Thursday, March 09, 2006


I don’t know how it is in other cities, but in Seattle the young and the hip are tattooed with anything from hearts and flowers to self-designed prayers to sun, moon, god, or goddess; to parlor bought Celtic mazes, or Maori designs. My informal survey revealed that many of these tattoos are fraught with meaning, but a tattooed friend told me whatever information I’ve garnered barely scratches the surface (my pun, not hers.) She told me that tattoos are so personal as to be off-limits to inquiry, and I was something of an ass to ask. Needless to say, she wouldn’t reveal any meaning behind her collection.

Tattoos strike me as desire written on the skin: the desire to claim ownership over one’s body, or to mark oneself as an individual, or, simply, to beautify oneself. Desire entwined with hope - as I suppose desire is always entwined with hope - that the mark made will somehow make life better - a prayer of sorts.

I’m not young, not currently hip, and not tattooed. I’ve never seen an appealing design, have no design talent myself, and have always hated how the color fades. What I have are scars. Not that I’m disfigured, except in a minor key. All my scars can be covered by clothing except for the tiny line on my chin, that I was just reacquainted with while shaving with my glasses on, not something I recommend, but something I can no longer avoid.

I consider scars, and will eventually consider wrinkles, to be life written on my body, and occasionally I lose myself in inventory.

The chin scar was from an auto accident when I was 18 in which my girlfriend flew into the windshield of my Mom’s T-bird, and because of botched medical care came out scarred for life. I think of my little line compared to her lifetime of mirrors...

The beautiful question mark on my left wrist was the result of a kitchen accident that severed a tendon, followed by botched medical care, and a follow-up surgery to repair the damage. The emergency room doctor thought he was living an episode of M.A.S.H., and had a great time cracking wise, but failed to check my hand for range of movement. My personal Hawkeye Pierce later showed up in the NY Times as a “most eligible young surgeon,” and it was then I thought of suing – but didn’t. I told the doctor who repaired the eligible young surgeon’s damage that if he had to cut he should leave a nice scar, and he told me not to worry. I get to look at it whenever I check the time.

The scar from my seventh year: A ruptured appendix misdiagnosed as a tummy ache by a sleepy intern – more botched medical care – followed by a rush to the hospital on the next morning for emergency surgery. This happened a few days after my First Holy Communion. Could it have been something I ate? My folks told me it was from swallowing watermelon seeds, and Holy Communion had nothing to do with it, but I knew I should have confessed playing doctor with Emma in the backyard garden.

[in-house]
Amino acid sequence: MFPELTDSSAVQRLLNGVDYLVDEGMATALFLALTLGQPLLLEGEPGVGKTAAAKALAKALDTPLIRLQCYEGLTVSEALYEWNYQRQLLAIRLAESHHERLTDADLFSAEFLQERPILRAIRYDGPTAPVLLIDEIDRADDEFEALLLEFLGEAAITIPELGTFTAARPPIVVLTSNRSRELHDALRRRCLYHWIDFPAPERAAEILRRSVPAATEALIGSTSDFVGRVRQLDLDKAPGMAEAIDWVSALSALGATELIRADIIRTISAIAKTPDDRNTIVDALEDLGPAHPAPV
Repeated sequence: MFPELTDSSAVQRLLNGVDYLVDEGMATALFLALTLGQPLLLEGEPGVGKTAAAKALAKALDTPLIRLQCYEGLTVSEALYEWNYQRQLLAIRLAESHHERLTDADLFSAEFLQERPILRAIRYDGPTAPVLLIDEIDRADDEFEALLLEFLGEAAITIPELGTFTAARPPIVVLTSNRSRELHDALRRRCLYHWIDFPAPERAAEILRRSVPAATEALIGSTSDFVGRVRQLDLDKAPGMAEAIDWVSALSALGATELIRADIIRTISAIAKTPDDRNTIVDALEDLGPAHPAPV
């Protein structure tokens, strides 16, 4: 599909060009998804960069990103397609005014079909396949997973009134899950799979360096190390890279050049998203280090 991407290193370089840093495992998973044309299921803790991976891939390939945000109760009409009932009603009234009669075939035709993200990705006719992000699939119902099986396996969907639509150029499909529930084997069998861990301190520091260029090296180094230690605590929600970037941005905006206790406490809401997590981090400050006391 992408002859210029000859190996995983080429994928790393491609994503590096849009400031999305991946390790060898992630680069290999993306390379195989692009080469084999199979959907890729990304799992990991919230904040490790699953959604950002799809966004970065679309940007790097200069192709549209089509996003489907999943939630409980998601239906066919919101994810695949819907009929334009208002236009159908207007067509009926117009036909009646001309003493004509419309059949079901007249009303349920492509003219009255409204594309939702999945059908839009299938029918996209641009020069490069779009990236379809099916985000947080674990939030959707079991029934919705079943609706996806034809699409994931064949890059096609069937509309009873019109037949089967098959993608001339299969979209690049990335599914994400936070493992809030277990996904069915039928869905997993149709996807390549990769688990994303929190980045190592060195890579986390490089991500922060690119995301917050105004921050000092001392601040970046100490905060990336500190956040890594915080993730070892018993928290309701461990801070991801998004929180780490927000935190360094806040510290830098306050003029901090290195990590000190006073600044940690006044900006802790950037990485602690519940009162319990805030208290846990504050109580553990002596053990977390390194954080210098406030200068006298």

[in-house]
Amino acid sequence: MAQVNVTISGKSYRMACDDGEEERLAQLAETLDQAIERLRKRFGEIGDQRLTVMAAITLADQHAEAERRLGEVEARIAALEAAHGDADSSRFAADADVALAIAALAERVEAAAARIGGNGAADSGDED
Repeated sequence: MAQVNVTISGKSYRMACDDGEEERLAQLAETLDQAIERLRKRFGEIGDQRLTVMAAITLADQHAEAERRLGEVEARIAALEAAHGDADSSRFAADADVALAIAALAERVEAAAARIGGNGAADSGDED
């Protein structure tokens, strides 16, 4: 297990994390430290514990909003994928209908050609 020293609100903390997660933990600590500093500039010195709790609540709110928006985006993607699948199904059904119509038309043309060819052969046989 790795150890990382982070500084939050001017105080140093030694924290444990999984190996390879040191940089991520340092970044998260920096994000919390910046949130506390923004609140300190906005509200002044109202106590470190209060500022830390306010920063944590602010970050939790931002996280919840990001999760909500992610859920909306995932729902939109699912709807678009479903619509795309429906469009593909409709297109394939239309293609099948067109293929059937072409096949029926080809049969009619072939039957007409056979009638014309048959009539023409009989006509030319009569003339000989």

Next to that a thin red line from an operation for a rupture. I was twelve, and what the hell, they circumcised me at the same time, about that - enough said.

Surgeries to ankle, knee, and elbow after a car crash in the Cascade Mountains. “The worst winter in twenty-five years,” I’m told. I was lucky to make it out of that one alive, and I remember sinking in and out of dark comfort over and over again. These are my resurrection scars. Ankle and elbow are low key, but the knee scar is a whopper from the original surgery and its follow-up along the same path. A year of recuperation and physical therapy, post-traumatic depression and “suicidal ideation,” followed by a year of talk therapy with a smart shrink who didn’t let me get away with much of anything. All followed by a temporary return, after thirty-five years, to Holy Mother Church, with all her scars.

And the latest, a comma shaped scar, about an inch long, under the little finger of my right hand. I got in the middle of a dog fight, and made out worse than either of the dogs.

In the movie of, “The Little Drummer Girl,” the Israeli agent lies abed with Diana Keaton’s character. She asks him about his scars, and he tells of the battles where he was wounded. He says, “The map of the Sinai is written on my body.” I think it’s the best line in the movie. My scars aren’t dramatic enough to be a map, but they are a familiar trail, a good reminder of mortality and fragility, as well as an unspoken prayer of thanks; and I like them more than any tattoo I’ve seen. I think I’ll keep them.


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